Integrating Streaming Big Data with Kafka
Kafka is a distributed messaging system that has generated a lot of interest among our customers. Some of those customers were already using a messaging system, but wanted to switch to Kafka in order to massively increase the number of messages they generate and process. Other customers realize that Kafka could be a game changer for their business by allowing them to stream Kafka message data for real-time analysis.. One of many use cases for this is for cable or telephone companies to be able to get alerts on events like dropped calls as they happen, so they can respond immediately. Also, hospitals can get alerts to life threatening conditions from machines monitoring their patients. Another use case is for online banking to get near real-time updates through customer events processed and integrated via a Kafka data bus.
So, how could these Enterprise customers get started using Kafka?
It made sense for us to add streaming data support to DMX-h by reading from and writing to Kafka topics. This allowed our users to select Kafka topics as sources and targets from our GUI, and leverage the full ETL power of DMX-h when analyzing the contents of Kafka messages. DMX-h users could also leverage a MapReduce or Spark cluster to parallelize the consumption of Kafka messages by letting each node of the cluster read from a subset of partitions in the Kafka topic.
The Kafka project has done a lot of maturing in the past year. As we started our development the Kafka APIs were still changing, and changes were not backwards compatible. Our engineering team started working with Kafka 0.8.2.2, and kept up with the changes as new versions were released. Based on our discussions with our Confluent and Cloudera partners, we decided to release support once Kafka 0.9.0.0 was available, as the API was stabilized and security was added.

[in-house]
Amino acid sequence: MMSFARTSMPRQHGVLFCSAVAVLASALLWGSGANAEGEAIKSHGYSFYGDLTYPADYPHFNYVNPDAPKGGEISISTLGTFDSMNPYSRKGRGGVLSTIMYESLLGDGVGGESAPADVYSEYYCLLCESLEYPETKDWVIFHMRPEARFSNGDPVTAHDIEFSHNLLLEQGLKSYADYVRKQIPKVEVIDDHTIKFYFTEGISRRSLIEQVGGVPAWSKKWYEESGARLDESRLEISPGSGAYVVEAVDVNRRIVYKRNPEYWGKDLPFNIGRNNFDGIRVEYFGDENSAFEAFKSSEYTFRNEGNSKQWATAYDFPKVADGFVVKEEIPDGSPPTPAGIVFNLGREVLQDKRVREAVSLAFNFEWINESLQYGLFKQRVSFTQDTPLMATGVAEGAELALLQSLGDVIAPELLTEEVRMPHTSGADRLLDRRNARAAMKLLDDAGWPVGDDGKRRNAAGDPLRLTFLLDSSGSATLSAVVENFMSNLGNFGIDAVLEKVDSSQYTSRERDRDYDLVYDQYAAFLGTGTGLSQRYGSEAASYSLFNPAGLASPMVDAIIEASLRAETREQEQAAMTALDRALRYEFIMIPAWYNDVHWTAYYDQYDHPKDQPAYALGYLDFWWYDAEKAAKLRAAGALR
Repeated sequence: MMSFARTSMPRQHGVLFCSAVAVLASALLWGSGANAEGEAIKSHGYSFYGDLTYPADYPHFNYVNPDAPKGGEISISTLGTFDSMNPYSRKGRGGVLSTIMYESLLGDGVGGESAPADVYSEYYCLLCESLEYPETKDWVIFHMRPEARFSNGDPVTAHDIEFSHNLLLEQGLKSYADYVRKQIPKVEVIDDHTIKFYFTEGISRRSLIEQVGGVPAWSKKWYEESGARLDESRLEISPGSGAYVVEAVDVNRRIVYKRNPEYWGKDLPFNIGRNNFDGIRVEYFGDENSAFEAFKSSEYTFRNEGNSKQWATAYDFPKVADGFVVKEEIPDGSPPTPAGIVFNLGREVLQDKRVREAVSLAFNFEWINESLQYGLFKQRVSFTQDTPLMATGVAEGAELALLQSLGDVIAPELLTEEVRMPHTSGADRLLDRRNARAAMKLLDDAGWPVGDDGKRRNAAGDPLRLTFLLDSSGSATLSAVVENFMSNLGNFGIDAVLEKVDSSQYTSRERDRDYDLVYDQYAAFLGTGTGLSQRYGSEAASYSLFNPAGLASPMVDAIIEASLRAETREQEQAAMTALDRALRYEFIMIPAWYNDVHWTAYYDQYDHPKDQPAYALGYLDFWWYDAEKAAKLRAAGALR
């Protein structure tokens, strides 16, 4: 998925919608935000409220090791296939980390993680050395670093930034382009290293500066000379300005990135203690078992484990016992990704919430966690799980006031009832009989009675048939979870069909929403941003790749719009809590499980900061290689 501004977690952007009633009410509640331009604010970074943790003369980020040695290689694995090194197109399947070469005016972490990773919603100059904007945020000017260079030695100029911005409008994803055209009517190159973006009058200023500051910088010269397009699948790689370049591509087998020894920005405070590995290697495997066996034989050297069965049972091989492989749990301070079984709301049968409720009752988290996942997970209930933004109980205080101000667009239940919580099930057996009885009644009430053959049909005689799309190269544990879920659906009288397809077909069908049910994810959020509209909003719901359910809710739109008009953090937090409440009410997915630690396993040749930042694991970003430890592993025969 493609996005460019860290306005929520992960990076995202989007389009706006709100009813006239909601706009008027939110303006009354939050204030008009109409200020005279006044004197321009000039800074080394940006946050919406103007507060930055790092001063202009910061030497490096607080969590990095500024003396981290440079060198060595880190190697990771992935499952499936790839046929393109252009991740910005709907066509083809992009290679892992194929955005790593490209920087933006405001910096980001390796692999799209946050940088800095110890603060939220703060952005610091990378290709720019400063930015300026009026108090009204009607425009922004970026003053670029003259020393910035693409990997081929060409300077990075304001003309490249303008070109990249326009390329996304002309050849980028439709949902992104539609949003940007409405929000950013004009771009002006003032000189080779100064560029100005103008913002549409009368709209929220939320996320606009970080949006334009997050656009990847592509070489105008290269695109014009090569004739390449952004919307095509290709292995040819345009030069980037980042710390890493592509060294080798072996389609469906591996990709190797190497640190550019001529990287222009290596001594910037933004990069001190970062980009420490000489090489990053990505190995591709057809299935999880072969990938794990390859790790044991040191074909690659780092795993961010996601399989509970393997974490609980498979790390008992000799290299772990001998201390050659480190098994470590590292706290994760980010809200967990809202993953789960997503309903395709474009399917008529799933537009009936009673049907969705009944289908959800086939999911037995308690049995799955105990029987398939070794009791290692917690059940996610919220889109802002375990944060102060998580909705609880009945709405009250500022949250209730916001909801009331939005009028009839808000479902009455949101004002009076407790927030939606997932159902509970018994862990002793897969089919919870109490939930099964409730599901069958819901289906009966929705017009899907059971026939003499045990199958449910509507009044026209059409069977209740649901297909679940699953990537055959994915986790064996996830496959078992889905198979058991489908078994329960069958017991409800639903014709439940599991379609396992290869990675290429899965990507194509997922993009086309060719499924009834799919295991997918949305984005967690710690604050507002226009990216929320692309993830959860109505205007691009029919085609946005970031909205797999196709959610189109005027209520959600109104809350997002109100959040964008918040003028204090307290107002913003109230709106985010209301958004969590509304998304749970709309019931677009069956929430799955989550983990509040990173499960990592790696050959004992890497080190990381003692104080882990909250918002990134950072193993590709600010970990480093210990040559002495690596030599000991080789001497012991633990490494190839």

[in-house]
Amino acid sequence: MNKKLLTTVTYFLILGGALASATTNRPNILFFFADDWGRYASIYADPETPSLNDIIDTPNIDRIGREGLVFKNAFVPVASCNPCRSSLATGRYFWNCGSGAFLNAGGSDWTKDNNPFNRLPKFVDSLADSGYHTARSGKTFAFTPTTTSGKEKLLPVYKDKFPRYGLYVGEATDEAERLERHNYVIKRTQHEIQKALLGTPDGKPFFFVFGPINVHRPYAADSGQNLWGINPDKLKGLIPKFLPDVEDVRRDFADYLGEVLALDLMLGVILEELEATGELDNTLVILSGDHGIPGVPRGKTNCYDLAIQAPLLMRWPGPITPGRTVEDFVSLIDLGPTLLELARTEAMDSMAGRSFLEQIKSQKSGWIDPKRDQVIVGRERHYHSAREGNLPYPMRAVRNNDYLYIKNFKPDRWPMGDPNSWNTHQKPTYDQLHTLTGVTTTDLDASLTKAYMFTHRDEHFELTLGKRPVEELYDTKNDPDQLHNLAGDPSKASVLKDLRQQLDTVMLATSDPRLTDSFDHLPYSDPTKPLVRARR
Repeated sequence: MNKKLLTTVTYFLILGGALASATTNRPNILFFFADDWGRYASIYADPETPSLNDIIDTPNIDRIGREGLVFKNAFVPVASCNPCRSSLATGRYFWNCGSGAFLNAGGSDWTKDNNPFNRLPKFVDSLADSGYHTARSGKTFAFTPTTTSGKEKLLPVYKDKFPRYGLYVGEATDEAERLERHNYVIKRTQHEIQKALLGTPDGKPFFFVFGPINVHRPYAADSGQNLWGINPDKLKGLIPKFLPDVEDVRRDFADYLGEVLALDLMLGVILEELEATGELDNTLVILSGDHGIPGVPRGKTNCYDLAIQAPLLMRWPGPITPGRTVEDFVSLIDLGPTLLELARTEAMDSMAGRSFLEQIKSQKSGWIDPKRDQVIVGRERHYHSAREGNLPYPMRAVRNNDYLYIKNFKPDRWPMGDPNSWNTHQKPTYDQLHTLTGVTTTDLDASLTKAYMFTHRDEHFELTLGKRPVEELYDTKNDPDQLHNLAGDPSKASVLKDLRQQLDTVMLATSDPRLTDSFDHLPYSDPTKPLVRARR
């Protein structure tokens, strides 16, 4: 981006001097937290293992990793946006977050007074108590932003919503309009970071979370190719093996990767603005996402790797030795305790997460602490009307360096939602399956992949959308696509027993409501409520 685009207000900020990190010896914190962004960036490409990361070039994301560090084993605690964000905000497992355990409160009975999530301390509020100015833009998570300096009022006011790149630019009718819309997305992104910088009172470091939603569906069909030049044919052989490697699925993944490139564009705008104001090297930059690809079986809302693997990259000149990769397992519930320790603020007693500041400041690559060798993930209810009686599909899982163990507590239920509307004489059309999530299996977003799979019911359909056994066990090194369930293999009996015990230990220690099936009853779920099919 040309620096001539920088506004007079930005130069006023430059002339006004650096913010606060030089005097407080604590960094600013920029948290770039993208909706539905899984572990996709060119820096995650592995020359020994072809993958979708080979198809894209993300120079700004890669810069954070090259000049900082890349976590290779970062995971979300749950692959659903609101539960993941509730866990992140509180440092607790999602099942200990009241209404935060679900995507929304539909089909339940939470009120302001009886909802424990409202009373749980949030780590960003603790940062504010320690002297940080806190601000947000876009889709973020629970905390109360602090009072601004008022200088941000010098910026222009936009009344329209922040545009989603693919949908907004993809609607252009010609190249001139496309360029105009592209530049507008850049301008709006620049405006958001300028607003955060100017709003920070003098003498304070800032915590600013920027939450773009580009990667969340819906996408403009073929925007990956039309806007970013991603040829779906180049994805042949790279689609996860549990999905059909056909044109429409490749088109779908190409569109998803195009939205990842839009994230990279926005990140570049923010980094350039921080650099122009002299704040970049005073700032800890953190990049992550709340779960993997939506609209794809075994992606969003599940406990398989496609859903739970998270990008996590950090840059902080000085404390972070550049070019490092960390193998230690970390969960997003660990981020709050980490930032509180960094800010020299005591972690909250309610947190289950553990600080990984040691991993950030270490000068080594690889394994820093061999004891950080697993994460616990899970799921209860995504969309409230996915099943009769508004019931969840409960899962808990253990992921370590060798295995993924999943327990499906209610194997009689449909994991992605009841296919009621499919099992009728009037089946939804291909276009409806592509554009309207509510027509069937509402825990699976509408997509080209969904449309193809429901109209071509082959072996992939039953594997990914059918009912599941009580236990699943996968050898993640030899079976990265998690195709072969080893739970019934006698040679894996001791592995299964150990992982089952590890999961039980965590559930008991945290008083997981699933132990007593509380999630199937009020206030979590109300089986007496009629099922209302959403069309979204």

During development, we worked closely with some of our customers as design partners. Based on their feedback, we decided to support consuming messages in batch sizes defined either as number of messages, or time interval, to provide more flexibility. We also made sure DMX-h is a reliable Kafka consumer: messages read are only marked as committed in Kafka once DMX-h has written to persistent storage, such as a file or database table. This avoid loss of data if any part of the ETL process fails or needs to be restarted.
If any messages are rejected by Kafka, the DMX-h producer records the rejected messages in a file, so the process can be corrected and the rejected messages can be re-processed, with no loss of data.
By adding point-and-click support to Kafka sources and targets in DMX-h, we’ve made this technology more accessible to Enterprise customers and allowed them to combine batch and streaming data processing in a single platform. We did this to make Kafka more accessible to our customers because they don’t have to write code to leverage it or when they upgrade to new versions.